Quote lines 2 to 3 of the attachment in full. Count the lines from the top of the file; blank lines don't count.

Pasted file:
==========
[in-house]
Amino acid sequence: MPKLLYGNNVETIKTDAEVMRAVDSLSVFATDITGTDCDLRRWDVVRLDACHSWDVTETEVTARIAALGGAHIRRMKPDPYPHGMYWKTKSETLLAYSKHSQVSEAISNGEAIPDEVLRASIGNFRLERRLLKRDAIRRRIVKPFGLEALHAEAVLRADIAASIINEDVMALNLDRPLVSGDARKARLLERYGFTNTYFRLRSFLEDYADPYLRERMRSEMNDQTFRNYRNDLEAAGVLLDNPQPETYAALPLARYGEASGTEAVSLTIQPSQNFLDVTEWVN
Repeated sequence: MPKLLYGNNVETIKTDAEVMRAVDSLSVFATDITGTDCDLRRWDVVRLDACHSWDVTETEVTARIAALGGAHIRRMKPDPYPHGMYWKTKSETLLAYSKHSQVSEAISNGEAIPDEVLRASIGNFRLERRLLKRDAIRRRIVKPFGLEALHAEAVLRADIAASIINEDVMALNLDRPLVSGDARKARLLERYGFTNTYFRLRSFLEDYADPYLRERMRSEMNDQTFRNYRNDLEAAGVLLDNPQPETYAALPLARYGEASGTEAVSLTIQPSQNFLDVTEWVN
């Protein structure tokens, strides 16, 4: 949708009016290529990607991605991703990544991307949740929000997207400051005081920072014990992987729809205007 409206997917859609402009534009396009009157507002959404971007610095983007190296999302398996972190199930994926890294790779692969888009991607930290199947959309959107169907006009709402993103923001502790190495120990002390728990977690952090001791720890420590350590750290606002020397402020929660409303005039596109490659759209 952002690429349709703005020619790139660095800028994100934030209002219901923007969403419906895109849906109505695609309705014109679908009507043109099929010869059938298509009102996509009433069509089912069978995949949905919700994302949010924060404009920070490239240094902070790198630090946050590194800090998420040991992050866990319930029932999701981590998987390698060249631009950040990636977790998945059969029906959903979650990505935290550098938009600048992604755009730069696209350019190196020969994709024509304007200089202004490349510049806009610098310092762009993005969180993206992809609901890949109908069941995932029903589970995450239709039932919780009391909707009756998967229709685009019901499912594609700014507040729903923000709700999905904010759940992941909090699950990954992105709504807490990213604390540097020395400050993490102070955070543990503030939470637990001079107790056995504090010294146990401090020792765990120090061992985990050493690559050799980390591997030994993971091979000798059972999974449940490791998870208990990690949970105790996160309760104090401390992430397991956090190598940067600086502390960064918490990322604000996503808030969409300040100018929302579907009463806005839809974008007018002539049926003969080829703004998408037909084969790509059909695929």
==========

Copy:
Amino acid sequence: MPKLLYGNNVETIKTDAEVMRAVDSLSVFATDITGTDCDLRRWDVVRLDACHSWDVTETEVTARIAALGGAHIRRMKPDPYPHGMYWKTKSETLLAYSKHSQVSEAISNGEAIPDEVLRASIGNFRLERRLLKRDAIRRRIVKPFGLEALHAEAVLRADIAASIINEDVMALNLDRPLVSGDARKARLLERYGFTNTYFRLRSFLEDYADPYLRERMRSEMNDQTFRNYRNDLEAAGVLLDNPQPETYAALPLARYGEASGTEAVSLTIQPSQNFLDVTEWVN
Repeated sequence: MPKLLYGNNVETIKTDAEVMRAVDSLSVFATDITGTDCDLRRWDVVRLDACHSWDVTETEVTARIAALGGAHIRRMKPDPYPHGMYWKTKSETLLAYSKHSQVSEAISNGEAIPDEVLRASIGNFRLERRLLKRDAIRRRIVKPFGLEALHAEAVLRADIAASIINEDVMALNLDRPLVSGDARKARLLERYGFTNTYFRLRSFLEDYADPYLRERMRSEMNDQTFRNYRNDLEAAGVLLDNPQPETYAALPLARYGEASGTEAVSLTIQPSQNFLDVTEWVN